Early Innovation for Early Learners

John Noble

A Brief History of Early Childhood Education

An ideal space for Early Childhood Education is fundamentally different from spaces designed for older kids.

It feels obvious that this would be the case.

But oftentimes the littlest learners spend the majority of their time in spaces designed for fully-grown adults, let alone big kids. Typically, this is due to economic or pragmatic realities – a space becomes available in a church basement or in an under-used wing of an old elementary school.

Even in situations not caused by limited resources, the spaces in which the littlest children learn often provide very little in the way of accommodation or acknowledgement of their needs. While many are actively working to change that, the theories behind how this came to be are nonetheless insightful.

The idea that children ages five and younger are not only capable but literally in the midst of actively learning is a relatively new one. While we have had social structures that supported early childhood development since we evolved as a species, history suggests that for most of the last six millennia at least one of two models prevailed:

  • Blank Slate Model: Children are assumed to be a blank slate (“tabula rasa”) and spent their first few years in a fog, incapable of intentional behavior or meaningful interactions.
  • Mini-Adult Model: Children are seen as larval versions of adults, to be sequestered away in mini grown-up costumes, seen but not heard, forged (by means of the requisite rigor, beating and shaping) into obedient, productive adult workers.

Anyone who has read a historical novel or biography from before the first industrial revolution knows that, while methods and strategies may have varied from home to home and culture to culture, there was very little in the way of organized academic theory regarding best practices for early childhood education.

Life was hard, people had to grow up fast, so they could assist in providing for the family and there was no time to waste. Besides, the brutal realities of hard labor, minimal medicine and the forces of nature meant that parents had bigger things to worry about, like simply keeping their children alive!

Friedrich Froebel: The Father of Kindergarten

As the western world began to shift from an agrarian to an industrial lifestyle, the challenges (and expectations) began to change as well and, in 1837 a young man named Friedrich Froebel invented something new – Kindergarten.

Froebel grew up in Germany in the town of Stadtilm within the Thuringian Forest. He was a solitary child, forced by circumstance as well as inclination to essentially raise himself. He spent so much of his time exploring the woods on his own, he developed a deep reverence for the spiritual and educational value of nature and its workings.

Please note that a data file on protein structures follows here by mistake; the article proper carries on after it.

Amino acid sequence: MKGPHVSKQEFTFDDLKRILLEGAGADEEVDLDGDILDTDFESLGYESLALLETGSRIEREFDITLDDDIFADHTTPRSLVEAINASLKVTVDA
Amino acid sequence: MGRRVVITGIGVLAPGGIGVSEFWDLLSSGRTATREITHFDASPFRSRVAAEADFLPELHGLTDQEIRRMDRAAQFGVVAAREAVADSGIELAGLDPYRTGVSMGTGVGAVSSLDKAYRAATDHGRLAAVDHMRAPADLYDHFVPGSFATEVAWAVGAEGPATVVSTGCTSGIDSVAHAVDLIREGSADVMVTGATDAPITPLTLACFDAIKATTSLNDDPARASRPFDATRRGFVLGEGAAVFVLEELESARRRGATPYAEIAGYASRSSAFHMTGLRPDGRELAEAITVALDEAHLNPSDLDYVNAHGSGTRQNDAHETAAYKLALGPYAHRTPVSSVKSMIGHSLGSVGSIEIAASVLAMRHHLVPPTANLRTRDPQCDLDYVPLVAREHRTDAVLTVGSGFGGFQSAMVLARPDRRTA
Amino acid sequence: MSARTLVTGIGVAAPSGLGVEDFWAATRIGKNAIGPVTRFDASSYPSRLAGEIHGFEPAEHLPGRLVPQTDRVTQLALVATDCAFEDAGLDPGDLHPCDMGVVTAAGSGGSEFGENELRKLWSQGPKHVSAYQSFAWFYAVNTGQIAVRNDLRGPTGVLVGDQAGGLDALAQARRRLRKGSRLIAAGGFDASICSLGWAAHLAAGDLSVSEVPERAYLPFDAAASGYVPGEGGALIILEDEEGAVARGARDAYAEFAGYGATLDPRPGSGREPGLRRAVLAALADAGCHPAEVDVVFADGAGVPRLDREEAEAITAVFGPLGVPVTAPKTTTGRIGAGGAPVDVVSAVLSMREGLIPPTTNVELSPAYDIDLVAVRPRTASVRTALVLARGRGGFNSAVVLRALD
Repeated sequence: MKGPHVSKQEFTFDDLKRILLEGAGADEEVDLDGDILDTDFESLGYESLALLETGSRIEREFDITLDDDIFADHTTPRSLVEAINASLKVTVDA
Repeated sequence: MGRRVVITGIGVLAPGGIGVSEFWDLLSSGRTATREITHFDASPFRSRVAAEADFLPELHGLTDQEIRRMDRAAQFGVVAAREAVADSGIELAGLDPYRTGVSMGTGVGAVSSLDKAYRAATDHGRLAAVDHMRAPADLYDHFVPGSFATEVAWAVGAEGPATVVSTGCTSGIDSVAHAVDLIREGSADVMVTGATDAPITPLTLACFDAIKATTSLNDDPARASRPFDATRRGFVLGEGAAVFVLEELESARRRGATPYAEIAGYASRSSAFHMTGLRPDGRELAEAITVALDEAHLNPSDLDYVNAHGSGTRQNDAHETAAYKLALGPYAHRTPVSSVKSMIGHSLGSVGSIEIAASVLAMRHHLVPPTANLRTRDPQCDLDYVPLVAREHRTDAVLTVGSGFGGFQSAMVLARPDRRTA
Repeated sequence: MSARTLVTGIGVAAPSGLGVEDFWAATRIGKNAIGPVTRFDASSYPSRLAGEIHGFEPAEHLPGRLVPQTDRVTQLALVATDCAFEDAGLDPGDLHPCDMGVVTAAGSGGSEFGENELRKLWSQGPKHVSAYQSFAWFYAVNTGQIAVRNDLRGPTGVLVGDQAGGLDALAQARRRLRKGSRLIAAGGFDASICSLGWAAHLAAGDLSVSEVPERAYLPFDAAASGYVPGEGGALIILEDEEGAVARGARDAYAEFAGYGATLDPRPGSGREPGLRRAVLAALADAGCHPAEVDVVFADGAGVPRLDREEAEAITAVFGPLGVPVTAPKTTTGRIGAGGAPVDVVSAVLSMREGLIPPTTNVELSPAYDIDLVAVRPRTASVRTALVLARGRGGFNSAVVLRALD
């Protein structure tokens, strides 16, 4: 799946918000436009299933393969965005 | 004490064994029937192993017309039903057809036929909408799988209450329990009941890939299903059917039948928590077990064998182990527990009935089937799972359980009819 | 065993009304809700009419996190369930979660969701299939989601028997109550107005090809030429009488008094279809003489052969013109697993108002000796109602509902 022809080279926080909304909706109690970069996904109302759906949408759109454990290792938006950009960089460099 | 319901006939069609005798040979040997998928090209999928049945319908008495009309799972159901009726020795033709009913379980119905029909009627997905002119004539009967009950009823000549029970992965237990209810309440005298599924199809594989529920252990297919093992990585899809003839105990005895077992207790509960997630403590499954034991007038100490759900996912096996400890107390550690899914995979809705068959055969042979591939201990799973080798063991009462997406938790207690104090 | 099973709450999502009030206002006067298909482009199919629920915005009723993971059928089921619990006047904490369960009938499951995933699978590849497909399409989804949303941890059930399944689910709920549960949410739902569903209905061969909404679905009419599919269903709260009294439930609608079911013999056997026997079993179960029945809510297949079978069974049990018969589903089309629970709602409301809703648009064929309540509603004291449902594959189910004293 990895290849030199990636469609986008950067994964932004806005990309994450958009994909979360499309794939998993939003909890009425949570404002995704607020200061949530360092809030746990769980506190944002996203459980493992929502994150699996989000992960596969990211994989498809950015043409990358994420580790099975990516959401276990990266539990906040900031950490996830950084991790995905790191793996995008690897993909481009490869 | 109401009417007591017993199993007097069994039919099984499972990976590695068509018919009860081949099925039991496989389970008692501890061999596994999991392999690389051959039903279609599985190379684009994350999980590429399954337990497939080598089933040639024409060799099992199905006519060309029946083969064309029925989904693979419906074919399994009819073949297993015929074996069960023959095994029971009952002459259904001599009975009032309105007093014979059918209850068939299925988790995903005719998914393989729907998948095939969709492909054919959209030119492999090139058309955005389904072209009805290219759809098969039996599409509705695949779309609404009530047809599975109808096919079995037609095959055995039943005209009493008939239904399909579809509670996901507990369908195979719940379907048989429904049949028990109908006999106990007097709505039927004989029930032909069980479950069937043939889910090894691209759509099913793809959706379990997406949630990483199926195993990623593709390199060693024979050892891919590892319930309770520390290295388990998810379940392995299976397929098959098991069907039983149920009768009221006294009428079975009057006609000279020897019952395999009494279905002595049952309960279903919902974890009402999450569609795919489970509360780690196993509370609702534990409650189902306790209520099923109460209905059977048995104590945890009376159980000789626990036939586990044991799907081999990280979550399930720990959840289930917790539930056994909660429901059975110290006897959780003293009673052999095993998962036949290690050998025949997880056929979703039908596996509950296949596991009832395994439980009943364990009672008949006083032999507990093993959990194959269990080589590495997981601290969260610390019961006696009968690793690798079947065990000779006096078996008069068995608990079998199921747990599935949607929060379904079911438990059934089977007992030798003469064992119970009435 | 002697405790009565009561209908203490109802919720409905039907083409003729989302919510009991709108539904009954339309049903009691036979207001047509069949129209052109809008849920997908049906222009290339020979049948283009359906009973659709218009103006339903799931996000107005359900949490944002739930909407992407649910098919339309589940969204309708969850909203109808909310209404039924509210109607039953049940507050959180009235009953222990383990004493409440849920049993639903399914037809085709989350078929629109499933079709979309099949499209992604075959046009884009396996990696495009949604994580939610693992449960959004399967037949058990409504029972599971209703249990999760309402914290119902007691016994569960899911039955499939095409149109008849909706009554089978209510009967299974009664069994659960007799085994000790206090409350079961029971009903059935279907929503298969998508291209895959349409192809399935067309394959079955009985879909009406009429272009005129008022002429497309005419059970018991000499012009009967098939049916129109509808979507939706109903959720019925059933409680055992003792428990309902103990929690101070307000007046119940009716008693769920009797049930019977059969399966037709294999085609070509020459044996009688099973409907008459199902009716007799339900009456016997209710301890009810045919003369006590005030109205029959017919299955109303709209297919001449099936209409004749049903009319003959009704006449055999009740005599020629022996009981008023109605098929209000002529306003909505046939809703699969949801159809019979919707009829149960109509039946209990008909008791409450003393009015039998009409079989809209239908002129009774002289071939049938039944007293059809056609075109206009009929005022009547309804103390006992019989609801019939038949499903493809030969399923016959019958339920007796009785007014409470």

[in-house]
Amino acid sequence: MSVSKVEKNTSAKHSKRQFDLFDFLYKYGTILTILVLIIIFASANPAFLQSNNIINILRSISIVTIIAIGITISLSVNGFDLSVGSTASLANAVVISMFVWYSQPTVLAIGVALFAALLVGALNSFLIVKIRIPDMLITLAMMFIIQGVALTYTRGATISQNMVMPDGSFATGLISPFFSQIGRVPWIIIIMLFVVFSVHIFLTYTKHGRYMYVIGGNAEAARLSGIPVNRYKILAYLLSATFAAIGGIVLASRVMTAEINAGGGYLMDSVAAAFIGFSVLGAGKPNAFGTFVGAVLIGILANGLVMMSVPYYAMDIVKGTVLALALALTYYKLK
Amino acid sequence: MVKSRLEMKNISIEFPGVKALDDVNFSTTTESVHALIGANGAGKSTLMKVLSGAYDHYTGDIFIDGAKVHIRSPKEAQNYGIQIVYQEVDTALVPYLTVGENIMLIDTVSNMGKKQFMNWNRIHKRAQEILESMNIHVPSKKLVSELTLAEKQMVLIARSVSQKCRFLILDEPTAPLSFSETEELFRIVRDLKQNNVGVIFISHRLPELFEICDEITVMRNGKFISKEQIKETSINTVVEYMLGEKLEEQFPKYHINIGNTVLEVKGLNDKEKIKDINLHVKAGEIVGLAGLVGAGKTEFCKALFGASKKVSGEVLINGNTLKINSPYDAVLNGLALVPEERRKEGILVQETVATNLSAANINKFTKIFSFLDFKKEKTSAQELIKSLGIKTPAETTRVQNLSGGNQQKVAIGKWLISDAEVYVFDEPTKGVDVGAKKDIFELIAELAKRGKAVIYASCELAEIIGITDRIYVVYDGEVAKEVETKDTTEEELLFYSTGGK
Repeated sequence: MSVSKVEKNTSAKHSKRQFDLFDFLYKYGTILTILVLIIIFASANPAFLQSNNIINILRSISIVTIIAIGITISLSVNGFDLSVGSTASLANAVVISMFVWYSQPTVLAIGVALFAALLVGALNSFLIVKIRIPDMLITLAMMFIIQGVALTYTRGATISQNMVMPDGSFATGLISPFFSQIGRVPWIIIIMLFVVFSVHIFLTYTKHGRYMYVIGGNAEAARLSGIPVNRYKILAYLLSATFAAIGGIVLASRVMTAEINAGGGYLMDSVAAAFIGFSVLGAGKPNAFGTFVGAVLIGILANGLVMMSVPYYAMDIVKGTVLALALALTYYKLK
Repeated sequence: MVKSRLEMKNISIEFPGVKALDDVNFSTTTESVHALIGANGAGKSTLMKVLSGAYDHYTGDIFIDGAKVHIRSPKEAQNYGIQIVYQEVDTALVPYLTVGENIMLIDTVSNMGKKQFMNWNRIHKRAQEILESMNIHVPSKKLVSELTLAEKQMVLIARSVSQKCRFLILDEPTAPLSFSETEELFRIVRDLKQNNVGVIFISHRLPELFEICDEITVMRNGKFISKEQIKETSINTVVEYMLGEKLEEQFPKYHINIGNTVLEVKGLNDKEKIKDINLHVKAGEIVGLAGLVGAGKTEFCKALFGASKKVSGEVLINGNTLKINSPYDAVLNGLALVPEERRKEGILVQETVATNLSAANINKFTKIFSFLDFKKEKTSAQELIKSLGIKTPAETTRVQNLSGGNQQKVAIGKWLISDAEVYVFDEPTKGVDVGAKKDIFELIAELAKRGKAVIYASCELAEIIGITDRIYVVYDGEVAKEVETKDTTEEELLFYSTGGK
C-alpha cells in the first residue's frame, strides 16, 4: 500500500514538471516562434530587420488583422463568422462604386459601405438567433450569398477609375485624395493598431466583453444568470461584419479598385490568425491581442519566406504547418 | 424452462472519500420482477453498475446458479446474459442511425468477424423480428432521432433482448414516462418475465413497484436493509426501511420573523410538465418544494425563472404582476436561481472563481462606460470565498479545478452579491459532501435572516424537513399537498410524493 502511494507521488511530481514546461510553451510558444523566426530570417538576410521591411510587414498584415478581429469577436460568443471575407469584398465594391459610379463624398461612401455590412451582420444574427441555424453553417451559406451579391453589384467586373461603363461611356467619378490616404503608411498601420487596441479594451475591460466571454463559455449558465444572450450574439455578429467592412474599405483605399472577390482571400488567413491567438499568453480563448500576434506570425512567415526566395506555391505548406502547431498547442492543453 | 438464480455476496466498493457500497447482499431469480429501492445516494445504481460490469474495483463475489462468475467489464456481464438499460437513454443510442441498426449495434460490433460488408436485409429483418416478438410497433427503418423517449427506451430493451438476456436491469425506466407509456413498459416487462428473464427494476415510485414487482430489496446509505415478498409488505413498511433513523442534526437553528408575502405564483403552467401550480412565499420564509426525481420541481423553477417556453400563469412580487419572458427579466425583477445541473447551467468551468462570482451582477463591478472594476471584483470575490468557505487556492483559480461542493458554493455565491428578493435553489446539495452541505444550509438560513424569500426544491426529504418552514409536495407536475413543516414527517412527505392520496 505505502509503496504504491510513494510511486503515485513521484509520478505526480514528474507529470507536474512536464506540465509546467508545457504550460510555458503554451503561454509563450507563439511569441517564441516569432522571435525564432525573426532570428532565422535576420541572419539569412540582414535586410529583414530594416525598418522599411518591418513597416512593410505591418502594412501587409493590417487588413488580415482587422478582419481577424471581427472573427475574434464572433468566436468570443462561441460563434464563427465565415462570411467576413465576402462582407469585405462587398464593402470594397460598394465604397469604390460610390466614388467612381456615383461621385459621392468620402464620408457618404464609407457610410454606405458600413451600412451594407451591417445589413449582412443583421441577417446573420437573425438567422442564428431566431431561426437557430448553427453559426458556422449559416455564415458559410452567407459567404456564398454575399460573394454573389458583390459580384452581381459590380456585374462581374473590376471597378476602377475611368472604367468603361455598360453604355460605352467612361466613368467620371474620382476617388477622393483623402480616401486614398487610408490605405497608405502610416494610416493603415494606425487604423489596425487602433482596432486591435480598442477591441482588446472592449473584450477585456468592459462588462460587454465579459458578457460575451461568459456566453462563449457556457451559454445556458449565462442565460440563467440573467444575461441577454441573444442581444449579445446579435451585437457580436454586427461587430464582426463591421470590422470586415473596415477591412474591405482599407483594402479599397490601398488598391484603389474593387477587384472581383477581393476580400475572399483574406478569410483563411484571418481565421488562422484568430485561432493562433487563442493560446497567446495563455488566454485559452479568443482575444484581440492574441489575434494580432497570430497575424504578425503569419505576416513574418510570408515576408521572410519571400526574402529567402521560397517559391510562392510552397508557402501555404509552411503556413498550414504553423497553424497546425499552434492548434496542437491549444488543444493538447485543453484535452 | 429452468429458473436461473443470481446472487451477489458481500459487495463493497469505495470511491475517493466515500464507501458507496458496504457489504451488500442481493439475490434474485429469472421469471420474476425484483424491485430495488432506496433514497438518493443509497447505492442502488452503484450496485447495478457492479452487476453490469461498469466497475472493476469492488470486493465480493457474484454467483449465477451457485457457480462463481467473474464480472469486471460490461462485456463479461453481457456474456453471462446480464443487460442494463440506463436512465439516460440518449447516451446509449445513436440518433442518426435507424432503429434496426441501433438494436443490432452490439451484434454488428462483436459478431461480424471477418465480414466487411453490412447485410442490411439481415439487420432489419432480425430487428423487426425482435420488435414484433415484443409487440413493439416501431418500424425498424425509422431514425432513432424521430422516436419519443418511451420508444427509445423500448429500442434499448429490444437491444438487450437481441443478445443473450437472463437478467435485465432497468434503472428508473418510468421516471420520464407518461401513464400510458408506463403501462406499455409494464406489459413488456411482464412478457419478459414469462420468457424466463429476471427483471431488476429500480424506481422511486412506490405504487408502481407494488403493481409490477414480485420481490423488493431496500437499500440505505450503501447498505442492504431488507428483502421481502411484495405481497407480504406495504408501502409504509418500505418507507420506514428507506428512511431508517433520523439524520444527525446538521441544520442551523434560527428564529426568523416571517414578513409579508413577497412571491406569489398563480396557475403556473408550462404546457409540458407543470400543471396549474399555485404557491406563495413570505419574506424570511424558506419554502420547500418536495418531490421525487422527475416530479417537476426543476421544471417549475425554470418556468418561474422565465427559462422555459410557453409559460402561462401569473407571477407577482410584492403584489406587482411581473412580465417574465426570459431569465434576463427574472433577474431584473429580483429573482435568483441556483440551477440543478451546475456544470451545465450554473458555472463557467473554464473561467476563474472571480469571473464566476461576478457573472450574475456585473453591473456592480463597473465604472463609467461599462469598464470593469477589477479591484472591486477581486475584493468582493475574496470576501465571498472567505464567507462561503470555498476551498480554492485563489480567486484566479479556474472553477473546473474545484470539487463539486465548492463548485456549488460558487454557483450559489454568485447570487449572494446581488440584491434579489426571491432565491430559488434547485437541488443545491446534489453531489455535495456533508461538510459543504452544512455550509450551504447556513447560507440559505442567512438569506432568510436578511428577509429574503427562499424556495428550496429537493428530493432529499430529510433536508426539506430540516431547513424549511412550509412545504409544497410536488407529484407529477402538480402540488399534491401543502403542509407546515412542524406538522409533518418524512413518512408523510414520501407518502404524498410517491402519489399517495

He worked for a time as a surveyor and then, after expressing interest in becoming a teacher, went to study with Johann Pestalozzi, an innovative Swiss educator with the novel idea that children, especially under-privileged children, would benefit from an educational strategy that recognized the primary values of naturalism and love.

Pestalozzi’s curriculum of “hand, head and heart” provided Froebel with the foundation for his own pedagogical construct, which he began to develop in earnest after taking a job as the tutor for a wealthy Frankfurt family.

As he worked with his charges, he undertook an examination of the ways in which they learned and, by applying the close observational and analytical skills homed in his youth, developed a curriculum intended to address their educational requirements in a way that coincided (and progressed) with the child’s developmental capacity.

His curriculum consisted of a series of ten simple “gifts.” They were engaging enough that the children eagerly played with them and, during play (and with gentle guidance from the teacher) gradually discovered insights into principles of the world, starting with simple concepts like color, texture, relative weight, and moving quickly on to more complex ideas of symmetry, proportion, geometric and mathematical principles and more.

In addition to the “gifts”, Froebel created a corresponding teaching strategy to allow others to use these tools in their efforts to teach young children. He opened what may have been the first laboratory school, where he taught children while also teaching teachers.

In a matter of only a few decades the concept spread across Europe—and the world—with dozens of schools in multiple countries, all in an age before telephones, televisions and automobiles. The first kindergarten in the United States opened in St. Louis in 1873.

Froebel’s ideas, and those of his mentors and successors, were seen as progressive. At the same time that they were advocating for a nurturing, child-centered approach that acknowledged the value and inherent worth of each student to create and forge their own education, there were others who advocated for a more rigorous, industrial model which prepared children from families of limited means for lives spent as workers in the emerging industrial economy. Meanwhile, children from more privileged backgrounds pursued private educations with personal tutors and university degrees.

Needless to say, for a long time the latter forces won. But all along there were voices calling for change and, as time went on, a diverse group of well-thought out, research based, internally cohesive pedagogical approaches emerged that are seen as innovative, even today, including: including Montessori, Reggio Inspired, High/Scope and the Bank Street Approach.

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